In the second part of this InsuranceERM and Milliman roundtable on systems transformation, industry experts discuss how they define and manage a major systems refresh, how they deal with software vendors and the 'waterfall' and 'agile' approaches to development
Jack Buckley, chief actuary & director of risk, Argo Global
Martin Burke, CRO, Mitsui Sumitomo Insurance Underwriting at Lloyd's
Hugo Coelho, assistant editor, InsuranceERM
Stephen Coombes, CFO, Sun Life Financial of Canada
Matthew Croft, head of finance systems & actuarial modelling, Prudential UK
Martin Jarman, enterprise risk management director, RSA
Zaneta Kovaliova, director, global finance operations, AIG
Chris Lewis, consulting actuary, Milliman
Pat Renzi, principal, life technology solutions, Milliman
Chaired by Christopher Cundy, contributing editor, InsuranceERM
Scoping transformation projects
Chris Cundy: Do you find it easy to define the scope of a project? Is it always clear about what the endpoint is going to be?
Pat Renzi: You must have the vision because, for a large transformational project, it can span three-plus years, and I do not think that you are going to know exactly what that plan is going to look like for three years. You have to be willing to change it along the way – not from a scope creep perspective – but to make sure that you are achieving your vision.
Martin Burke: A somewhat more nebulous but no less important point for me is: what is it going to feel like when you have actually gone through the change?Then you try to get some specification or view about that upfront so you can reflect back on it and think, 'Why is it not like that now?' I was at a conference a while back where someone presented the concept of an OSSA, instead of an ORSA1.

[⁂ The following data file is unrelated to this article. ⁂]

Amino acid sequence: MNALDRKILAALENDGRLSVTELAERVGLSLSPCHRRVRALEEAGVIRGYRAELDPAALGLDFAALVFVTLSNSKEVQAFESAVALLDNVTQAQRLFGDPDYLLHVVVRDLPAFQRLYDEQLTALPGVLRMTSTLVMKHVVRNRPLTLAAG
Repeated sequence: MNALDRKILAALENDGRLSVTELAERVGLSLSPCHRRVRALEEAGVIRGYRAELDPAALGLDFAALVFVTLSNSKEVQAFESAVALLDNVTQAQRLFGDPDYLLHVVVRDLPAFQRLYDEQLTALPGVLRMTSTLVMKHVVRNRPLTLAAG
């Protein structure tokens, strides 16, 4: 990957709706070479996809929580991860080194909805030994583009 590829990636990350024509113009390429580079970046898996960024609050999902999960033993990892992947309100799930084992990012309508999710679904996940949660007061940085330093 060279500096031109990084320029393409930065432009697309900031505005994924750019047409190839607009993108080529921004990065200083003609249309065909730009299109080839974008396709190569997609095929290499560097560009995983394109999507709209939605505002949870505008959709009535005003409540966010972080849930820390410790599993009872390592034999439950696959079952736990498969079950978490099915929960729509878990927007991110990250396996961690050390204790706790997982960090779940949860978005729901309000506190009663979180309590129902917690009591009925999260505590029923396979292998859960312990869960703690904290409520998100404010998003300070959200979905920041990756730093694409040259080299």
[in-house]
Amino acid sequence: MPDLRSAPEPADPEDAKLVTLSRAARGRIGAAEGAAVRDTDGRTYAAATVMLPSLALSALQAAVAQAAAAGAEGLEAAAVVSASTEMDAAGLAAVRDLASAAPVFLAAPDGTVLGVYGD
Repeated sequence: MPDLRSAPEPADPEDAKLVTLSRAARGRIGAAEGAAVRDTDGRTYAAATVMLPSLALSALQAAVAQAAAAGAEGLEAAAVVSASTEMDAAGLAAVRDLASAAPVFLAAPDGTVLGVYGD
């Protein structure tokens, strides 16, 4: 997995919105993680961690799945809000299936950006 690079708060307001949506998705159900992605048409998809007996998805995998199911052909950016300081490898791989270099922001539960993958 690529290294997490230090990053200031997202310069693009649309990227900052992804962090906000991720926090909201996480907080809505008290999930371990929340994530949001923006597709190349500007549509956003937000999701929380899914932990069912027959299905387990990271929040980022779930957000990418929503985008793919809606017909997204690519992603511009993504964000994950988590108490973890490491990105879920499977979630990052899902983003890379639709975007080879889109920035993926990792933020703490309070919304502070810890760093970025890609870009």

Chris Cundy: What is an OSSA?
Martin Burke: An own success and solvency assessment. That involves specifying upfront what success looks like and saying what is going to change in a measurable way. I have not really managed to implement it in anger just yet, but I think it is a good idea.
"Scope creep tends to occur where there isn't sufficient planning and definition done at the beginning of a project." Martin Jarman, RSA
Going too far
Chris Cundy: Do you recognise the risk of perhaps going too far with transformation?
Stephen Coombes: That is called scope creep, is it not? It is a constant battle to prevent that happening and I come across it frequently. Even in the last week or so, I was buying two software packages and there was a third one that 'we simply must take because it is complementary and it is part of the suite.'
Martin Burke: You made the point at the start that transformation never really ends. I think that is the intractable problem. You are constantly looking at where you are and thinking, 'I would not start from here, but this is where I am.' You get there somehow, on a road you did not particularly plan to use. That is just something to get used to and to live with, I think.
Zaneta Kovaliova: It is quite easy to lose your focus and deviate from your original objectives, so it is important to be really selective in terms of the changes you make on your journey. There will be lots of people who will come and ask, 'Can we have this, can we do that?'
Martin Jarman: Scope creep tends to occur where there isn't sufficient planning and definition done at the beginning of a project, and then you are not quite clear exactly what you want. Then the project meanders its way forward.
Measuring the value
Chris Cundy: What sort of challenges do you face around putting the value of a transformation down on paper?